US Masters Nationals – end of regatta musings

US Rowing Masters, rowing medals

Take 1: The Nationals ended as every regatta should:  with a total eclipse of the sun.

Actually, the eclipse was the day after. Sorry.

Take 2: The Nationals ended as every regatta should, with twenty rowers (and my girlfriend) stretched up and down a groaning board, swilling good beer and eating mediocre tavern food, talking about all the races we won and even something besides races.  

It’s hard some mornings to picture that post-regatta glow. But there it was – the glow of exertion and light reflected by of

US Rowing Masters, rowing medals
Charles Sweeney’s medals

medals won by – I think – every member of the competitive program and at least eight club team members.

For a relatively modest program – we had fewer entries than any of the other top five in the team point standings – we did well, finish fifth overall, fifth in the women’s standing and ninth in the men’s.

Having once been the one guy on the men’s team to finish the Nationals without a trip to the podium, I am always pleased to see widespread prosperity.  Makes for better beer drinking and makes those early spring and late summer practices worth it.  

Every now and then I reread one of the rowing classics – Boys in the Boat, the Amateurs – to get myself through a blue spell. But even better would be to imbibe the heady oxygen from a night like Sunday night pumped into a tank and doled out occasionally at the boathouse over the course of the season when spirits began to sag.

My own last race was Saturday, the Open E8 — racing the dreaded Rolodex crews Palm Beach and Chinook, who recruit rowers from across the country and come together for major regattas. (For “club” races, all the guys in the boat have to live within 50 miles of one another). San Diego, the final entry, was kind of a friendly rival, as well — between us we’ve won a lot of the geezer races over the last couple of years.

Against Rolodex crews, I always feel like we’re the scrappy little local kids challenged to a black and white movie sandlot baseball game by the rich kids from the boarding school up the hill.  

Unlike in the movies, however, the scrappy little local kids often get their asses kicked.

Palm Beach was a cipher, but we felt like we might have Chinook’s number — they’d beaten us by a seat in an E4 at Diamond State and we’d had to play catch-up to their 8, but did pull out a win.  In both cases they’d shot out on us at the start, but we’d walked a lot on them by the end.  If we could stay close at the beginning of this race, we figured, we could catch ’em.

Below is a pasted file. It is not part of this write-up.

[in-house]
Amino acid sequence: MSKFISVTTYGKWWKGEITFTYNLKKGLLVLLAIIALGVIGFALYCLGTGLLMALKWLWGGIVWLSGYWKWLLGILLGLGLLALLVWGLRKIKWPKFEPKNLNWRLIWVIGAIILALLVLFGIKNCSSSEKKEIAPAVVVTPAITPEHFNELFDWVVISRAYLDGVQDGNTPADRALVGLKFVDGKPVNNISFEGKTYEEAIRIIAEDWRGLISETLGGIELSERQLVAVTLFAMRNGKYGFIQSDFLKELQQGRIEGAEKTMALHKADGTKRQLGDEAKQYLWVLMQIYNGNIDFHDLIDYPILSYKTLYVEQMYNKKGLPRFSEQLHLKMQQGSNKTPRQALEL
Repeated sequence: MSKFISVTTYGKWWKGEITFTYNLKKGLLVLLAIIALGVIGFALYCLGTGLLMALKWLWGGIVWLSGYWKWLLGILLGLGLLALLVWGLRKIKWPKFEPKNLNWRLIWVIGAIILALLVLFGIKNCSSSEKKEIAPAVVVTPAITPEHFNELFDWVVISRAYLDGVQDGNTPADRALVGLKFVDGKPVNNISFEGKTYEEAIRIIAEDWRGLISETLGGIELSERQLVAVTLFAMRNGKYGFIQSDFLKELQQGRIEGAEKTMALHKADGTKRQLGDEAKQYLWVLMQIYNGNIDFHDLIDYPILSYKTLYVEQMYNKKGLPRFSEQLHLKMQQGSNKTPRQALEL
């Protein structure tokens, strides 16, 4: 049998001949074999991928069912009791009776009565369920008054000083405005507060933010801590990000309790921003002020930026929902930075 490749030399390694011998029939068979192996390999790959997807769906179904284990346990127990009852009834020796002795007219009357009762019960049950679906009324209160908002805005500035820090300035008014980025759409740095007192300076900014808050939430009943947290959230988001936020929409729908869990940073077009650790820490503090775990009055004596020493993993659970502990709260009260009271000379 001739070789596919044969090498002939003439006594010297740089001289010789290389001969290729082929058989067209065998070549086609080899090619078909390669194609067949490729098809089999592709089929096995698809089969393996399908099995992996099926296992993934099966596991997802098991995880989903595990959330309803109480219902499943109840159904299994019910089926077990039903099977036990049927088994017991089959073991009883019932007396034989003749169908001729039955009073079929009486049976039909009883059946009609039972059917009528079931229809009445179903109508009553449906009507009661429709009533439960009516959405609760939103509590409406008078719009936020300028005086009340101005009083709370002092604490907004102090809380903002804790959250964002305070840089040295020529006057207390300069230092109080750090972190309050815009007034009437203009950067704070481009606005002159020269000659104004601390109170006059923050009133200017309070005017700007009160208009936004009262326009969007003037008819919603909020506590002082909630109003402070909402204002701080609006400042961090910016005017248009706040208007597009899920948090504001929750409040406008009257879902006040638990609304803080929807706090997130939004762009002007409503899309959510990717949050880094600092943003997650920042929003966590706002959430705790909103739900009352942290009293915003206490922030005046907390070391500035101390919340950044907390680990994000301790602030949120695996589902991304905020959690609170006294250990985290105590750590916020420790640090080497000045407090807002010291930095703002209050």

Well, as Mike Tyson says, “everyone has a plan until they get punched in the face.”  Our face punch didn’t come until the last 300 meters or so.  We’d actually had an admirable start, left San Diego far behind and were inching away from Palm Beach, when we dropped it into overdrive for the finish.  And Chinook dropped it into over-overdrive and finished us off.  

It kinda hurt a little extra because we, once again, rowed beautifully.  Like, I never knew a boat I was in could row so well.  

But, then, we rowed so well, we were actually pretty happy.  What can you do against the Rolodex kids — and we were only a couple of seconds back?  Next year…

And one of the guys in our boat –Duncan, who stroked Oxford to an upset 5-length victory over Cambridge in 1963 — is on Palm beach’s Rolodex (he went from a Palm Beach boat to one of mine within an hour on Thursday, taking a gold in both races) and his glee at beating “his boys in Palm Beach” was contagious.

And so I finished my last race with a silver, the last of four medals, and sped off to Chattanooga to rescue my girlfriend from the airport, and grab a meal and a martini in downtown Knoxville.

You can blame yuppies for a lot of things.  But we made rowing as big as it is today.  And we made it possible to get a decent meal in a restored warehouse district in a smaller mountain-bound city after a hard day of rowing.  

The next day, Sunday, in between visiting the Museum of Appalachia and hunting down my grandfather’s hometown in an isolated backwater (there’s no longer a town, just a church and a graveyard) on the edges of Appalachia, we drove down to the course to catch my good buds Jack and Meredith stroking one of the women’s eights to a gold. I’d felt guilty because we didn’t place when we were in the mixed eight together, so I was pleased to see them win.  Also pleased that, since I didn’t race that day, I had an excuse to drive off without loading the boats.

I took a last stroll around the grounds.  Oak Ridge truly is a great venue both to row at and to watch from. On Monday, after the eclipse, we ate our barbecue at one of the tables just downriver from the course, because evenings on or near the water there are pretty spectacular.

After the trip to Peeled Chestnut, I decide to drag Laura to the dinner.  I probably owe her one – she has sat through a lot of crew talk during our time together.  

But rowing is probably the ultimate team sport.

And that means nothing feels better than celebrating with the team.

(And then heading off to the eclipse. Every regatta should end with a total solar eclipse.)

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